UK youth pessimistic about their future

UK youth pessimistic about their future

British teenagers think they are facing a bleak future, according to a recent study from Young Enterprise and Opinium Research, who surveyed over 1000 pupils aged between 14 and 18 years.

  • Two thirds of British teenagers worry about getting into debt (67%)
  • Over half of UK kids are anxious about getting a job in the future (56%)
  • Over 1 in 10 teens think they will be financially worse off than their parents when they grow up (16%)

Children as young as 14 are already well aware of difficulties their families are in, and have noticed their parents having to cut back. Almost half of teenagers said their family was not taking as many holidays (46%), two in five reported they were going out less (40%) and over a third mentioned they were shopping less (37%). Over a third (35%) has even noticed parents cutting back on their birthday and Christmas presents. Children are also aware that their upbringing (e.g. if they are deemed rich or poor) may influence how far they get in life; with almost seven in ten (68%) thinking their upbringing will influence their chances of success.

Although they may be jaded about their financial future, children are optimistic about the age they will become financially independent. On average, children perhaps unrealisticaly believe they will stop needing help from the Bank of Mum and Dad by the tender age of 22.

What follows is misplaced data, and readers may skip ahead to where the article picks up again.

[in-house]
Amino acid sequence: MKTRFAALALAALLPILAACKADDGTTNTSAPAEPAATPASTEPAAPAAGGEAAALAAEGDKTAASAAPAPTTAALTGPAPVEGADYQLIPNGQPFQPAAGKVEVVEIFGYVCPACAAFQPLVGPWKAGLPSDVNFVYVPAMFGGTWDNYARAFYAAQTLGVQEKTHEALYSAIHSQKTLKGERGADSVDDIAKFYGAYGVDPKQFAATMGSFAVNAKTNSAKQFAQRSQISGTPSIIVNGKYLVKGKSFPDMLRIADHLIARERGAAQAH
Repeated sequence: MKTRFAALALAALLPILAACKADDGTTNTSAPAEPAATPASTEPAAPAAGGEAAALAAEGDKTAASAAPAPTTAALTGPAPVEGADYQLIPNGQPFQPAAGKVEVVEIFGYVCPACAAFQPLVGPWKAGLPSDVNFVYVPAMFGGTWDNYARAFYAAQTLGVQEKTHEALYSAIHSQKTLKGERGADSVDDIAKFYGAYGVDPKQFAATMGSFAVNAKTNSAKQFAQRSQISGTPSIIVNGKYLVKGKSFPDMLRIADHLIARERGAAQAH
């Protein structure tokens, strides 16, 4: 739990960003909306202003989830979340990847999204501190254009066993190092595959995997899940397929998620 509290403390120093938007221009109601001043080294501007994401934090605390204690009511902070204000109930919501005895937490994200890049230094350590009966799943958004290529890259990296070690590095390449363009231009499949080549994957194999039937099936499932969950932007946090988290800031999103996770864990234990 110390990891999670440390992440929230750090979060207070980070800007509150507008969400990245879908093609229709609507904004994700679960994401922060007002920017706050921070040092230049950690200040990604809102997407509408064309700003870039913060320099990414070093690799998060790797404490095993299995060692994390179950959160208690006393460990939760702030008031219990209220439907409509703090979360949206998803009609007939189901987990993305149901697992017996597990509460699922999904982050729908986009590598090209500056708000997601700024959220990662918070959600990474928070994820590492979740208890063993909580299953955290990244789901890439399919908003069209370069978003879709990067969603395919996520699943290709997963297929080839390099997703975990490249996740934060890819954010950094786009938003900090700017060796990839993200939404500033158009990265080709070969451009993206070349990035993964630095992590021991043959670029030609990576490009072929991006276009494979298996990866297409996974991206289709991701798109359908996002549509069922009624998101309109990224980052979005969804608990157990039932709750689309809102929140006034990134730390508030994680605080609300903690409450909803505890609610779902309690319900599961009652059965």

Outlook on employment:
When asked their views on getting a job in the future, over half of UK children admitted they are worried about getting a job (56%). Again, this is a bigger concern to girls with almost two thirds apprehensive about it (63%) compared to 47% of boys, suggesting that girls are more cautious about their prospects. Furthermore, one in six teens predict they will be worse off than their parents when they grow up (16%) – a sign that children are more conscious of their fiscal future than parents or teachers may be aware of.

However, while teenagers believe their job prospects may be gloomy, three quarters said they would think about starting a business later in life (74%).Role models can play a major part in influencing children?s aspirations and it?s interesting to find that when asked who their top role model was, world famous entrepreneurs and businessmen Sir Lord Alan Sugar and Steve Jobs came out top for boys (both10%) while mothers were girls? greatest inspiration (16%).

Opinium Research carried out an online survey of 1,051 people aged between 14 -18yrs between 8th to15th June 2012